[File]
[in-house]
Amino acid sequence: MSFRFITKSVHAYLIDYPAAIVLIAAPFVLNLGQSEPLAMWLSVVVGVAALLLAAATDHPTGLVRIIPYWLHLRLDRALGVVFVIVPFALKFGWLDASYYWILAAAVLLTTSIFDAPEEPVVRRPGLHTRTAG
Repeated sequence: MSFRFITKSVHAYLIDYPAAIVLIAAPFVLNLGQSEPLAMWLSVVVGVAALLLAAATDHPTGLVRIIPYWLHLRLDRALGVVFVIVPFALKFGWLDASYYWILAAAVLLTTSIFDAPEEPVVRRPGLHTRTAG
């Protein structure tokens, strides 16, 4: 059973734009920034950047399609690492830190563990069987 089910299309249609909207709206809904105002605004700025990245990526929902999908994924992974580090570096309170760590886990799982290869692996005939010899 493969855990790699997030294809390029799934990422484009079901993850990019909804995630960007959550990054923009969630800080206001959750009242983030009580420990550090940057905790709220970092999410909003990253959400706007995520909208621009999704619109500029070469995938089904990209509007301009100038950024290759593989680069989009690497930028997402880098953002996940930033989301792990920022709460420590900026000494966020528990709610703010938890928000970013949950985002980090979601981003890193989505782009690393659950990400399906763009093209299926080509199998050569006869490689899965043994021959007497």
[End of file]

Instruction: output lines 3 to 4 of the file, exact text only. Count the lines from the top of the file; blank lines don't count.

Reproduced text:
Repeated sequence: MSFRFITKSVHAYLIDYPAAIVLIAAPFVLNLGQSEPLAMWLSVVVGVAALLLAAATDHPTGLVRIIPYWLHLRLDRALGVVFVIVPFALKFGWLDASYYWILAAAVLLTTSIFDAPEEPVVRRPGLHTRTAG
């Protein structure tokens, strides 16, 4: 059973734009920034950047399609690492830190563990069987 089910299309249609909207709206809904105002605004700025990245990526929902999908994924992974580090570096309170760590886990799982290869692996005939010899 493969855990790699997030294809390029799934990422484009079901993850990019909804995630960007959550990054923009969630800080206001959750009242983030009580420990550090940057905790709220970092999410909003990253959400706007995520909208621009999704619109500029070469995938089904990209509007301009100038950024290759593989680069989009690497930028997402880098953002996940930033989301792990920022709460420590900026000494966020528990709610703010938890928000970013949950985002980090979601981003890193989505782009690393659950990400399906763009093209299926080509199998050569006869490689899965043994021959007497």